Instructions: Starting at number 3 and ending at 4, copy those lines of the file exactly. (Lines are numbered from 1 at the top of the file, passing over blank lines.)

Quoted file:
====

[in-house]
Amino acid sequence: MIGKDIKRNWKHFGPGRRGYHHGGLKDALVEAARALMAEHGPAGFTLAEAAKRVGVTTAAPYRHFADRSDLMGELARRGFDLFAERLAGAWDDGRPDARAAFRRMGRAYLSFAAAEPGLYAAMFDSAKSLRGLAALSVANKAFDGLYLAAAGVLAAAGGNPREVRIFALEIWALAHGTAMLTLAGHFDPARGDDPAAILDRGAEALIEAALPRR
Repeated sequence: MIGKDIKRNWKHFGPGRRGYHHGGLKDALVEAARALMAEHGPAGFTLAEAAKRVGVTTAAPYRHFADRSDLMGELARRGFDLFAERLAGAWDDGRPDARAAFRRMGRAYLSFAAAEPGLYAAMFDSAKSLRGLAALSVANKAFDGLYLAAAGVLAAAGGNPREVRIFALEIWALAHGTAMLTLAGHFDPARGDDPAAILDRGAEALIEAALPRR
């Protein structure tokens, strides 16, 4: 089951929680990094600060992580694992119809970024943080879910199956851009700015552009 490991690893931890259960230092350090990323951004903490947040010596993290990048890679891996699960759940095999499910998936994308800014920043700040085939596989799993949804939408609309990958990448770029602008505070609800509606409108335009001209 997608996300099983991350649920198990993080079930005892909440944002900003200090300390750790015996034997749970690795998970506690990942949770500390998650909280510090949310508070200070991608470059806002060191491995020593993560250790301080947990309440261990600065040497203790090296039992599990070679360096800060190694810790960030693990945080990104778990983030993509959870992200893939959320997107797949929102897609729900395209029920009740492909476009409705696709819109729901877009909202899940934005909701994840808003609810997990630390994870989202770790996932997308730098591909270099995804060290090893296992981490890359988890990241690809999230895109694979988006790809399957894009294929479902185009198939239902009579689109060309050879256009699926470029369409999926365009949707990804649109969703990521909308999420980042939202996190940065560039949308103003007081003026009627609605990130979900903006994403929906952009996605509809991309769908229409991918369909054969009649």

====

Repeated sequence: MIGKDIKRNWKHFGPGRRGYHHGGLKDALVEAARALMAEHGPAGFTLAEAAKRVGVTTAAPYRHFADRSDLMGELARRGFDLFAERLAGAWDDGRPDARAAFRRMGRAYLSFAAAEPGLYAAMFDSAKSLRGLAALSVANKAFDGLYLAAAGVLAAAGGNPREVRIFALEIWALAHGTAMLTLAGHFDPARGDDPAAILDRGAEALIEAALPRR
């Protein structure tokens, strides 16, 4: 089951929680990094600060992580694992119809970024943080879910199956851009700015552009 490991690893931890259960230092350090990323951004903490947040010596993290990048890679891996699960759940095999499910998936994308800014920043700040085939596989799993949804939408609309990958990448770029602008505070609800509606409108335009001209 997608996300099983991350649920198990993080079930005892909440944002900003200090300390750790015996034997749970690795998970506690990942949770500390998650909280510090949310508070200070991608470059806002060191491995020593993560250790301080947990309440261990600065040497203790090296039992599990070679360096800060190694810790960030693990945080990104778990983030993509959870992200893939959320997107797949929102897609729900395209029920009740492909476009409705696709819109729901877009909202899940934005909701994840808003609810997990630390994870989202770790996932997308730098591909270099995804060290090893296992981490890359988890990241690809999230895109694979988006790809399957894009294929479902185009198939239902009579689109060309050879256009699926470029369409999926365009949707990804649109969703990521909308999420980042939202996190940065560039949308103003007081003026009627609605990130979900903006994403929906952009996605509809991309769908229409991918369909054969009649």